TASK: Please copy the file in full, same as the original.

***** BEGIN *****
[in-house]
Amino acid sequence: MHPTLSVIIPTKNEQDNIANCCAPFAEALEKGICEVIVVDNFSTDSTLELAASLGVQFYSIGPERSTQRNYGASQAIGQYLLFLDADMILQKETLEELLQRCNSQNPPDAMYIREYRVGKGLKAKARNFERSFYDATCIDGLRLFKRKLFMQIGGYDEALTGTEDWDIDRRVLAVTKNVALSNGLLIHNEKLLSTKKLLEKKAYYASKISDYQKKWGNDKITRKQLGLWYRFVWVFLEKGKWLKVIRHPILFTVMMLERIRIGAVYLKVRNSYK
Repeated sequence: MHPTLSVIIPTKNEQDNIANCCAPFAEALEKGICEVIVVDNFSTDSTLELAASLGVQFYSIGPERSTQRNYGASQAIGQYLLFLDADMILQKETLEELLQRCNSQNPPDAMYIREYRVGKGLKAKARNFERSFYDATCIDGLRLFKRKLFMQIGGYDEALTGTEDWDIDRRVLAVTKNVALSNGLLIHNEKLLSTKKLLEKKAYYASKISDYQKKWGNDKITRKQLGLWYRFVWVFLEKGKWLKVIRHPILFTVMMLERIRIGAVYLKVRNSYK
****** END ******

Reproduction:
[in-house]
Amino acid sequence: MHPTLSVIIPTKNEQDNIANCCAPFAEALEKGICEVIVVDNFSTDSTLELAASLGVQFYSIGPERSTQRNYGASQAIGQYLLFLDADMILQKETLEELLQRCNSQNPPDAMYIREYRVGKGLKAKARNFERSFYDATCIDGLRLFKRKLFMQIGGYDEALTGTEDWDIDRRVLAVTKNVALSNGLLIHNEKLLSTKKLLEKKAYYASKISDYQKKWGNDKITRKQLGLWYRFVWVFLEKGKWLKVIRHPILFTVMMLERIRIGAVYLKVRNSYK
Repeated sequence: MHPTLSVIIPTKNEQDNIANCCAPFAEALEKGICEVIVVDNFSTDSTLELAASLGVQFYSIGPERSTQRNYGASQAIGQYLLFLDADMILQKETLEELLQRCNSQNPPDAMYIREYRVGKGLKAKARNFERSFYDATCIDGLRLFKRKLFMQIGGYDEALTGTEDWDIDRRVLAVTKNVALSNGLLIHNEKLLSTKKLLEKKAYYASKISDYQKKWGNDKITRKQLGLWYRFVWVFLEKGKWLKVIRHPILFTVMMLERIRIGAVYLKVRNSYK